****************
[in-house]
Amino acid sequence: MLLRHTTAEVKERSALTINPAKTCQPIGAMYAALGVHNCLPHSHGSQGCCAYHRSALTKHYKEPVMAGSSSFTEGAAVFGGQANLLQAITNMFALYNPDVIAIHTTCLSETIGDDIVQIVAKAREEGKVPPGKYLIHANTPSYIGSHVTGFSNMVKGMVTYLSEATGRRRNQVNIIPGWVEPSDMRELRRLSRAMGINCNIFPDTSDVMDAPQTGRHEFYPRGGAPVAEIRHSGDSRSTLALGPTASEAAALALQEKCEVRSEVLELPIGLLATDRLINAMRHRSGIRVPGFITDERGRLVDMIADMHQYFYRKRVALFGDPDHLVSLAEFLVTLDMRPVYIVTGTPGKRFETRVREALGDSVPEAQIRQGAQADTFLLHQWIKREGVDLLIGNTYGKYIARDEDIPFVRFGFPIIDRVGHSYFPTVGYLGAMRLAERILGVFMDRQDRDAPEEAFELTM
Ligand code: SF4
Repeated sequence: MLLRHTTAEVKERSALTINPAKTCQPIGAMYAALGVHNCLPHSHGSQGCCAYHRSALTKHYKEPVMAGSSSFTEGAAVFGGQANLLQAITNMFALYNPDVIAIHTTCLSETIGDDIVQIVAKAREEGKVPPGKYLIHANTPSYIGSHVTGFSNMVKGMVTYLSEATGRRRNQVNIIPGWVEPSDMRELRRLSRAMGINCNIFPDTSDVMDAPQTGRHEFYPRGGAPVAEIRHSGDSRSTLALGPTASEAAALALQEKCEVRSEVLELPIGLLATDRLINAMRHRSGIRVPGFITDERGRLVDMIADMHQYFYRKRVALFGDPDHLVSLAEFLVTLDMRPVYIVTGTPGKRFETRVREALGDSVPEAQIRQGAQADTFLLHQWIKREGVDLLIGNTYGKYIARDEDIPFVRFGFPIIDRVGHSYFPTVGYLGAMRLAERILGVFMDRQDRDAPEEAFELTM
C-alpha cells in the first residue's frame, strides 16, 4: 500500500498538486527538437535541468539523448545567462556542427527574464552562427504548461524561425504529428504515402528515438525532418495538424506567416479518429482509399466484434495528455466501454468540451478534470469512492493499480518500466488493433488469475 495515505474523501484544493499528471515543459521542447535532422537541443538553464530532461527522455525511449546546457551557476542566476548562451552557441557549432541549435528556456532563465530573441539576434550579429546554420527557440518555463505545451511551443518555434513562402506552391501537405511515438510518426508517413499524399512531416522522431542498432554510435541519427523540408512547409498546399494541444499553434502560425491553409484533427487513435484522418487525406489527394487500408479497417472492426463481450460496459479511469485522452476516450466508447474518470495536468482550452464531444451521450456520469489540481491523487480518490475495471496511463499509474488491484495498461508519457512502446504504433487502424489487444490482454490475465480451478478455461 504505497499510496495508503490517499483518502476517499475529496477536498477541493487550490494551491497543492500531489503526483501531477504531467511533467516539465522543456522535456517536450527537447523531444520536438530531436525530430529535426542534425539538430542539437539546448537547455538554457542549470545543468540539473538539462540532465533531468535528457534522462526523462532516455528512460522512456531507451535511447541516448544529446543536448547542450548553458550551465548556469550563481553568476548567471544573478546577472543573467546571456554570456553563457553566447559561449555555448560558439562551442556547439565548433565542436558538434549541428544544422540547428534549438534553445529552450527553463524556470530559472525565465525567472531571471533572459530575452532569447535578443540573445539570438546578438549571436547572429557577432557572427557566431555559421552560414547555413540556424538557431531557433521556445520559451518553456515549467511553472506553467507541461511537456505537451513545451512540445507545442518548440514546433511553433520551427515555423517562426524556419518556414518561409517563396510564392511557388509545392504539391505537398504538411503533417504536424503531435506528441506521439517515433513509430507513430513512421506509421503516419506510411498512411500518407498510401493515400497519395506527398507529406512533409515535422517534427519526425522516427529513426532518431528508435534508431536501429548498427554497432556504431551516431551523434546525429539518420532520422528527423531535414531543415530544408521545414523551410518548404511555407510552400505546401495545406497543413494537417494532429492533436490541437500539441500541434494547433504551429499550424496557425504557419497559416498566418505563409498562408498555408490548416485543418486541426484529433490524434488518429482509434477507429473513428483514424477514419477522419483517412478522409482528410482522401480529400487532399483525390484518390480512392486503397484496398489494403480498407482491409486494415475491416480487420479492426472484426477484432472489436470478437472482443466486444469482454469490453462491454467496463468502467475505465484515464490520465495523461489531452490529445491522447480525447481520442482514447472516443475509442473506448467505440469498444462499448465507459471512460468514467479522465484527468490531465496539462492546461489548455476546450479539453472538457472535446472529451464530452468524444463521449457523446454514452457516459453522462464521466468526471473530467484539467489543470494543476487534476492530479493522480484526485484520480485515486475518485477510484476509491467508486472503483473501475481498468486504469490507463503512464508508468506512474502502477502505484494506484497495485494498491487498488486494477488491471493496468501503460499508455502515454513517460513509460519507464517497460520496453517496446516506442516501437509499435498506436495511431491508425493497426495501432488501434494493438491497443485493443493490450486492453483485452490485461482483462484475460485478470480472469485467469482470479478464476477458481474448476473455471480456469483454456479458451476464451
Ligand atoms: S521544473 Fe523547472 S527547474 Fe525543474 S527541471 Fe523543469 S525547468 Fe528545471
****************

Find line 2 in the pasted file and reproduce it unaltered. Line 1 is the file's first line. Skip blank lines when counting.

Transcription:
Amino acid sequence: MLLRHTTAEVKERSALTINPAKTCQPIGAMYAALGVHNCLPHSHGSQGCCAYHRSALTKHYKEPVMAGSSSFTEGAAVFGGQANLLQAITNMFALYNPDVIAIHTTCLSETIGDDIVQIVAKAREEGKVPPGKYLIHANTPSYIGSHVTGFSNMVKGMVTYLSEATGRRRNQVNIIPGWVEPSDMRELRRLSRAMGINCNIFPDTSDVMDAPQTGRHEFYPRGGAPVAEIRHSGDSRSTLALGPTASEAAALALQEKCEVRSEVLELPIGLLATDRLINAMRHRSGIRVPGFITDERGRLVDMIADMHQYFYRKRVALFGDPDHLVSLAEFLVTLDMRPVYIVTGTPGKRFETRVREALGDSVPEAQIRQGAQADTFLLHQWIKREGVDLLIGNTYGKYIARDEDIPFVRFGFPIIDRVGHSYFPTVGYLGAMRLAERILGVFMDRQDRDAPEEAFELTM